This wasn’t just a piece, but an experience, encountering the pain, regret and raw attempt for escape into sex; all in a sustained 30-minute set. A stunning testament to all involved, amplified thanks to live mixing by Matty Simpson. This was collaboration and improvisation at its most organic and best: a probing, dirty, delightful sound to revel in.

Next to take to the stage were The Ombudsmen, sporting the entertainingly absurd attire of dressing gowns, sunglasses, even a surgical mask. Previously featured in Haunt’s 'Alternative, Gothic-inspired or just daring to be different: MORE Greater Manchester based bands to take a listen to' list, The Ombudsmen deliver instrumental tracks tripping with a wild energy, and this set did not disappoint. Washes of guitar and gripping bass brought the crowd to dancing, movement amplified through kaleidoscopic keys. It was as if the room had been plunged into a psychedelic arcade game, the sonic swagger and eccentricity still underpinned with a tightness. It is a great skill of a band to bring creative chaos into the room – and yet control it… with The Ombudsmen’s sound rolling and reeling, almost creature-like. The chemistry between the three members on stage was obvious and the lack of vocals clearly work in their favour, allowing their expression and skill to shine through. Humour is a key element of The Ombudsmen too, along with unpredictability - keeping the audience on their toes. Blasts of off-kilter experimentation and immersive oddity meant this was a set to remember.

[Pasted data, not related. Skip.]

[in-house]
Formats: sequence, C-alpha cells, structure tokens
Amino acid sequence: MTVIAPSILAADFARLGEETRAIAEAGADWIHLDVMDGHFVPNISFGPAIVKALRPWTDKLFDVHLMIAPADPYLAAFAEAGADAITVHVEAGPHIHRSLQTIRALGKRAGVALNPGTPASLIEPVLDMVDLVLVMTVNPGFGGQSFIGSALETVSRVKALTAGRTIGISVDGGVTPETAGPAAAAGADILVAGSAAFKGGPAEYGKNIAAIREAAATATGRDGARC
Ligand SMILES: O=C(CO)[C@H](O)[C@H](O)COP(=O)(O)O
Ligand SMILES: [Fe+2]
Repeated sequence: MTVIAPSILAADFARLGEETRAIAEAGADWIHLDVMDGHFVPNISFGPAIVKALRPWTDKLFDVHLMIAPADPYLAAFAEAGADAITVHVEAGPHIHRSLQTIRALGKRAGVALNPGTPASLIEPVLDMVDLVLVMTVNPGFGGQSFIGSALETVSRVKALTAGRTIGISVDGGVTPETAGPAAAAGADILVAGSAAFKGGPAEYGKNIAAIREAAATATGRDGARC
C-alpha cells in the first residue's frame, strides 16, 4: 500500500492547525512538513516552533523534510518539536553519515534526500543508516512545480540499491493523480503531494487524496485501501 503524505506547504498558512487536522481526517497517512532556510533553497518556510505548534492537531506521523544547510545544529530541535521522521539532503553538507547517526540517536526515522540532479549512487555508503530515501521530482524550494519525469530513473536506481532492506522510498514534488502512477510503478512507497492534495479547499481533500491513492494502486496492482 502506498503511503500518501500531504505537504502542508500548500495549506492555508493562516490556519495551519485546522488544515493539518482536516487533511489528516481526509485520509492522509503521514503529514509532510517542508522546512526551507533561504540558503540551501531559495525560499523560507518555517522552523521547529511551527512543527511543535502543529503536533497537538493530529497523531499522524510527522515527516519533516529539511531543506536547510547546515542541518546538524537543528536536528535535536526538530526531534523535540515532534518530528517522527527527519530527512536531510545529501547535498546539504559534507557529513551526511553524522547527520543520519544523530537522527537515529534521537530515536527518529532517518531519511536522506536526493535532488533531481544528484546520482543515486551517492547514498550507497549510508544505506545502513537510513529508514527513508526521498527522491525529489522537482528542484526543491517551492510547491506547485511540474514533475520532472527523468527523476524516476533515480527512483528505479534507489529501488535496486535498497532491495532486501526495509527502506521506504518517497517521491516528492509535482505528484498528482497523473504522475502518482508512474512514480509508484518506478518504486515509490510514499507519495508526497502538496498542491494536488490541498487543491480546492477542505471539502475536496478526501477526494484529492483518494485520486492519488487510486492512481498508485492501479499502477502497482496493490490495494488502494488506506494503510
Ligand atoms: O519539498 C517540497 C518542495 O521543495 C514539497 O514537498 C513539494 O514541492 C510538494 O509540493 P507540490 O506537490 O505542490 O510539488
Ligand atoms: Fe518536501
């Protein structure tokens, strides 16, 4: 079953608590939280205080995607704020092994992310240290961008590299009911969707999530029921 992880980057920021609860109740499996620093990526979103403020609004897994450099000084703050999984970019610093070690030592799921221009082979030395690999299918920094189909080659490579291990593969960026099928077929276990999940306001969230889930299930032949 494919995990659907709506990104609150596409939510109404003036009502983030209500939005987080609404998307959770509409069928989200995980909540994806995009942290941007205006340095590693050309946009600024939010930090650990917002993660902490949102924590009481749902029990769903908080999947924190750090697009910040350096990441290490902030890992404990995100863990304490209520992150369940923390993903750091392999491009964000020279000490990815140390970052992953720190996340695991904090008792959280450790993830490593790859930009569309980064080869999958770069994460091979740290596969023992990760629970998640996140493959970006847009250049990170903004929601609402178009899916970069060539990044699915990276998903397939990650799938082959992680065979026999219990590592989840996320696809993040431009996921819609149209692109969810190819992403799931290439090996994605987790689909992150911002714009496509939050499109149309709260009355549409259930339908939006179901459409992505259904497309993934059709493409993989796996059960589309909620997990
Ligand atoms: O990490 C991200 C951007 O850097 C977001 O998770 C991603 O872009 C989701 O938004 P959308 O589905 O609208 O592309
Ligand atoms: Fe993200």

The final band of the evening were Black Limousine, bringing a bold rocky edge with heights of expressive guitar. This is what it is to create interesting alt-rock; as rather than over-tired riffs and predictable song structures, Black Limousine bolstered the room with veering hooks and volume to boot, never allowing the audience to become complacent. Consisting of Mark Taylor and John Pew, now with the welcome addition of Neil Mykowski on driving drums, they gave an energised live performance, delving into dark edges in diverse ways. Lyrics stir with narrative depth – as their debut single ‘Dressed in Black’ underlines, vocals exploratory and yet well-measured. War On Dogs is another favourite. Thanks to rhythms slicked with bass, resonant yet retaining a rawness, Black Limousine served up a gut-punch of rock that thundered through the floor. It all seemed rather apt for a night celebrating Manchester’s creative underground – artists who aren’t afraid experiment, encountering the unusual, the uncomfortable and the seriously expressive along the way.

For more about The Peer Hat, see the previous Haunt Manchester article here and the venue will also host Manchester Folk Horror Festival III on 1 February.

By Emily Oldfield 

Photograph with thanks to Victoria Egan